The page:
Isaiah’s encounter with the Lord provides a pattern in worship for us today. Isaiah, who sought the Lord, is given a revelation of the Lord in His glory. Isaiah understands, by the Holy Spirit, that the Lord is indeed King of all the earth. Then Isaiah hears the song of heaven declaring that the whole earth is filled with God’s glory—His goodness and His mercy. The power of this revelation literally causes an earthquake, and Isaiah is overcome with a sense of reverence and a holy fear of the Lord. Isaiah recognizes that in the midst of God’s majesty, purity, and holiness, that Isaiah himself is an unclean man with impure lips and that his countrymen and neighbors are also unclean. He is grieved by his own unworthiness and humbles himself before the Lord.

At this point, the Lord initiates a healing of Isaiah’s uncleanness. An angel of the Lord takes a live coal from the altar of the Lord and purifies Isaiah’s lips. The altar of the Lord is that place where the fire of God touches the sacrifice of the praises of His people.

Sometimes, we find ourselves in “a fiery place,” and we wonder what we’ve done wrong, or we’re squirming and trying to get out of it. However, what may be happening in our circumstances is that God is purifying and perfecting us for praise and service. If we will allow Him to do His work, we will see that He’s not trying to hurt us, but He’s trying to bless and heal us.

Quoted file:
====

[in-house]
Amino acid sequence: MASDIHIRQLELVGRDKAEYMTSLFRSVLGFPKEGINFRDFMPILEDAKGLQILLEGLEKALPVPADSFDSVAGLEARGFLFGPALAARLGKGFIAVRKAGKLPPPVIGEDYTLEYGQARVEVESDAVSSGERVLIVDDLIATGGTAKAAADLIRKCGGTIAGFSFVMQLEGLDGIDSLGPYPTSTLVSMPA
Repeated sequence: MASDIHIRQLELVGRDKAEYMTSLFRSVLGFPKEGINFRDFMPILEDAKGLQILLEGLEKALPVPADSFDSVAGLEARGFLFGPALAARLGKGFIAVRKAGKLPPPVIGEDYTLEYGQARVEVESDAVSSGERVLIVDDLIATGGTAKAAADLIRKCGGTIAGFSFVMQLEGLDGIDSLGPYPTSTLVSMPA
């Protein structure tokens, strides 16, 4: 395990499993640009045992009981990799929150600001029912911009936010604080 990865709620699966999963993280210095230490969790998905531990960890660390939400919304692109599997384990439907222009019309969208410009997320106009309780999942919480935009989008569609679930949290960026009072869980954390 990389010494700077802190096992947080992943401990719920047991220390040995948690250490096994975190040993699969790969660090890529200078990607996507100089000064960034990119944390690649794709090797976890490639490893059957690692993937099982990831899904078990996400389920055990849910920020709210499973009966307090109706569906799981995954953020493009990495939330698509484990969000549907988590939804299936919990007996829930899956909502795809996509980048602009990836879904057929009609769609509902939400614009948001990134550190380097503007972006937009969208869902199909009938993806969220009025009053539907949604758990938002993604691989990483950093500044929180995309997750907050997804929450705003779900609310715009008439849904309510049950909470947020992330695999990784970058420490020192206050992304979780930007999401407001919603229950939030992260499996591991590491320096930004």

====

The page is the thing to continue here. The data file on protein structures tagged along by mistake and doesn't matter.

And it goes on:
The angel announces the Good News to Isaiah: “Behold, this has touched your lips; your iniquity is taken away, and your sin purged.” When the Lord touches us, we are cleansed. He takes our sin and casts it as far as the east is from the west (see Psalm 103:12). He chooses to remember our sins against us no more (see Hebrews 10). In Christ, there is therefore now no condemnation (see Romans 8). God’s Word, received in worship, annihilates the accusation of the enemy!

Why does God deal so thoroughly with sin? Because sin is a communications inhibitor and a relational block. God loves you and doesn’t want anything impeding His fellowship with you. He doesn’t want any confusion in His relationship and communication with you. His aim is not to condemn us for sin, but to wash and heal us from it so that we can get up and moving forward in the mission that He has for our lives; to refresh us by His Spirit and renew our joy.

When the Lord forgives you, then you are forgiven. There is no need to doubt, question, or look back. Faith is restored. Vision and hope return. We learn from our mistakes, but we don’t need to continually meditate on them. If you have asked the Lord to forgive and cleanse you, then you are free! And those whom the Son sets free are free indeed (see John 8:36). Let me say as graciously as I can that 2022 is time to get on with the purpose for which you were created.